So it's not the full MEDC, but we will have two "insiders" presenting during the event:
Mike Hall (Senior Technical Product Manager Windows Embedded)
Derek Snyder (Product Manager Windows Mobile)
If you develop solutions for the Embedded or Mobile market place then join the crowd for the first Microsoft Windows Embedded & Windows Mobile Seminar to be held in Christchurch.
This seminar will show you how to get the most from the latest Windows Embedded & Windows Mobile updates to get maximum advantage for your business. This includes information on the latest platforms & updates: Windows Mobile 6, Windows Embedded CE 6.0, Windows Embedded XP SP2 Feature Pack 2007. Also development updates, futures and roadmap information.
The mini MEDC will be on Thursday 17 May 2007, 4pm till 8pm at the Christchurch Convention Centre, Meeting Room 3 (Level 1).
Running at the same time as the exhibition there's a series of discussions:
8.45 - 9.00am David Cunliffe - Conference Opening
9.00 - 9.45am Andrew Seybold
The big picture: Where the industry is today and where it is headed
10.00 - 11.00am MORNING PANEL (Sponsored by Kordia)
Content is King to drive broadband usage- so what is NZ doing?
Damien Toman (Gen-i),Jeremy Hope (Ericsson), Maurice Stilwell (NZTE), Hyperfactory, Susie Stone (Kordia), Mantosh Malhotra (Qualcomm)
11.15 - 12.00pm Mike Iandolo - Alcatel Lucent - International Speaker
Wireless Public Safety Today and in the future
12.15 - 12.45pm Damien Toman - Gen-i
Discussion around wireless, broadband and convergence for business - with Michael Gregg
1.00 - 1.20pm Darian Bird - IDC
Wimax around the world: Where do we fit in?
1.30 - 2.15pm Wireless & Broadband PANEL (Sponsored by Telecom)
Wimax and Wifi - what do these technologies mean to you?
Martyn Levy (RoamAD), Steve Simms (Tomizone), Mike Landolo (Alcatel-Lucent), Telecom, Darian Bird (IDC)
2.30 - 3.15pm Mantosh Malhotra - Qualcomm - International Speaker
Next Evolution of Wireless Applications
3.30 - 4.15pm Steve Roberts - Kordia
The Beauties of Datacasting
4.30 - 5.30pm FINAL PANEL (Sponsored by Citylink and Cafe Net)
Wellington Wireless Broadband Wonderland - Myth or Reality
Rod Drury, Jamie Baddeley (InternetNZ), David Cunliffe, Duncan Turnbull (Citylink), Andrew Seybold
I hear Telecom New Zealand will at last unveil their CDMA EV-DO Rev A USB modem device at that event.
Microsoft Acquires Mobile Advertising Pioneer ScreenTonic
ScreenTonic’s mobile ad serving and management expertise increase advertiser opportunity across Microsoft Digital Advertising Solutions
Interesting to see more details when the press release actually comes out.
UPDATE: Some details emerged, but not much.
But I wanted to point out this entry in their FAQ:
How much bandwidth does the application use?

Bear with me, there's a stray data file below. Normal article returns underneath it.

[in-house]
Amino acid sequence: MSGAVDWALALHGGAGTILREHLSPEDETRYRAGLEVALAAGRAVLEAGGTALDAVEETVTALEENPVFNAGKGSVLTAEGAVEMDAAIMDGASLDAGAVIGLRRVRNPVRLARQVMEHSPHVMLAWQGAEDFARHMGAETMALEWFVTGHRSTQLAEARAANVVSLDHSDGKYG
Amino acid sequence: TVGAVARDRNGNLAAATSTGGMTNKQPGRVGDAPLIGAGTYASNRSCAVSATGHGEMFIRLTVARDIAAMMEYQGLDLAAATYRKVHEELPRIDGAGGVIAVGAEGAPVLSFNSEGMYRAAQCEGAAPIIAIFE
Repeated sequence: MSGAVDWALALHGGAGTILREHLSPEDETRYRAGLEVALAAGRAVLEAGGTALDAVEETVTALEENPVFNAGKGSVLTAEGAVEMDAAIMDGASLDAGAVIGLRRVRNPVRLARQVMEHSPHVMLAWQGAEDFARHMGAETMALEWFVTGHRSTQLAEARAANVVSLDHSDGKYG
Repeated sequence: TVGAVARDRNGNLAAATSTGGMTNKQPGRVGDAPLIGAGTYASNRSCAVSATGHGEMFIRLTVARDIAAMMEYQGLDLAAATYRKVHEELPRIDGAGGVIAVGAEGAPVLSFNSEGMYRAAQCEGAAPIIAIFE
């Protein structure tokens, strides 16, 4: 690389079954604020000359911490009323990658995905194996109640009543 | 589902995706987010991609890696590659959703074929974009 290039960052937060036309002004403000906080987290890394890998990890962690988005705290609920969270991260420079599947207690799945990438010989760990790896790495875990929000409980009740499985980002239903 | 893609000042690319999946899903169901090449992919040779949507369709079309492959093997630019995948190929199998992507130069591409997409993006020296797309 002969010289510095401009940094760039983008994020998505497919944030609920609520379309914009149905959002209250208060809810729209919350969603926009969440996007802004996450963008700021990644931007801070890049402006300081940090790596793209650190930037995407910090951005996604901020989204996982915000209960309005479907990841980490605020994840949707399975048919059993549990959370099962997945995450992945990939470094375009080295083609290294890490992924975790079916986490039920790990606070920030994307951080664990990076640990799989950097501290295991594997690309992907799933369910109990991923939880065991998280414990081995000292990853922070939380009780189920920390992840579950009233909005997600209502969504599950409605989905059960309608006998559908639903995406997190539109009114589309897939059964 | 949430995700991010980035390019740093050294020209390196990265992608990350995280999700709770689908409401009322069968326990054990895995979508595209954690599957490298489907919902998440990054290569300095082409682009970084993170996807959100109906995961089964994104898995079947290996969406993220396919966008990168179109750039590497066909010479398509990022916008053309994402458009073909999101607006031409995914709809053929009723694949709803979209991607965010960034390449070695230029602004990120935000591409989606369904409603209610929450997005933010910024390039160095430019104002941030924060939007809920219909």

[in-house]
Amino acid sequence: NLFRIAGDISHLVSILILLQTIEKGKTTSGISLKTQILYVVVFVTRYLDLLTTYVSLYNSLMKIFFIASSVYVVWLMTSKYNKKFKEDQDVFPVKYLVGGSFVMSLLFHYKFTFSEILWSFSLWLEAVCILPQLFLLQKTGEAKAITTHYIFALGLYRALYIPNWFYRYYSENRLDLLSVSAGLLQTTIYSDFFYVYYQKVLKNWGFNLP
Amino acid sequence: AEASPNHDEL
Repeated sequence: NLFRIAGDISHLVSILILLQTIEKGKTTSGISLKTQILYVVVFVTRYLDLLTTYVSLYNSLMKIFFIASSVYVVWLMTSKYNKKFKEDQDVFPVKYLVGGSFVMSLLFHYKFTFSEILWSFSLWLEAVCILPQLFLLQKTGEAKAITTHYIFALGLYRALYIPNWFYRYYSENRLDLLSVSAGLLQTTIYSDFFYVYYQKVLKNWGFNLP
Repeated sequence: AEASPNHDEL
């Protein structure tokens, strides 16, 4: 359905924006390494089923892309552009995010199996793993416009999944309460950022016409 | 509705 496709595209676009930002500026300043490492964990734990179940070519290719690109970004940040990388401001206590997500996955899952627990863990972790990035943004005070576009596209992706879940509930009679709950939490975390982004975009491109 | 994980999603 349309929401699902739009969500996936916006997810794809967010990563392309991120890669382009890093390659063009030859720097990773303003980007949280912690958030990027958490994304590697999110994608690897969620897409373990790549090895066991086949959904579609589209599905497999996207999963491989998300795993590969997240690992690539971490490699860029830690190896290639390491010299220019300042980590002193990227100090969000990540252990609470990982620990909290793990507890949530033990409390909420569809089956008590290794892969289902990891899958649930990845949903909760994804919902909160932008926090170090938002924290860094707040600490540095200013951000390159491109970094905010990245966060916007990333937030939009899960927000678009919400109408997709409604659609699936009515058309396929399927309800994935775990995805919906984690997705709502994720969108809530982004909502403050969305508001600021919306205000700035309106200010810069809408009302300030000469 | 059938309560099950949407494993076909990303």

IMPORTANT NOTICE for users with limits on their internet usage
You need to read this carefully if:
- you have an upper limit on your monthly internet usage, or
- you pay for internet usage as you go (i.e. you pay per megabyte you download, instead of a flat fee).
Joost is a streaming video application, and so uses a relatively high amount of bandwidth per hour. In one hour of viewing, approximately 320MB data will be downloaded and 105MB uploaded, which means that it will exhaust a 1GB cap in 10 hours.
Windows users should note that the application continues to run in the background after you close the main window. For this reason, if you pay for your bandwidth usage per megabyte or have your usage capped by your ISP, you should be careful to always exit Joost client completely when you are finished watching it.
To stop using bandwidth, you need to exit the application entirely...
This is particularly sad for New Zealand users, because there are no true unlimited plan with decent bandwidth available in this country...
So, beware of the usage when running Joost.
UPDATE: I've contacted the Joost support through their forums and the Joost FAQ is incorrect. It's actually supposed to be MB (megabytes) and GB (gigabytes). I am updating the blog to reflect this. Note then that you will burn about 435 MB/hour with Joost!
And that's what happened to Busines 2.0, one of the few magazines I actually buy (the others are Fast Company and Wired). According to some news Business 2.0 lost its main content server with all the material for the next issue.
They did backups. But apparently didn't test the backup lately - and the process failed to restore the so needed content.
Lucky for them most of the material was sent to lawyers for review and approval - but all the art work needed to be redone.
How are you doing today? Here are some tips:
If you are running Windows Vista, the Backup and Restore Center offers a handy basic file backup and restore, and in some versions (Business, Ultimate, Enterprise) a Complete PC Backup and restore option. It will copy the entire hard drive to an external drive and you will be able to restore your digital life to the exact image of that backup. It will do incremental backups, meaning you will be able to do faster backups over time.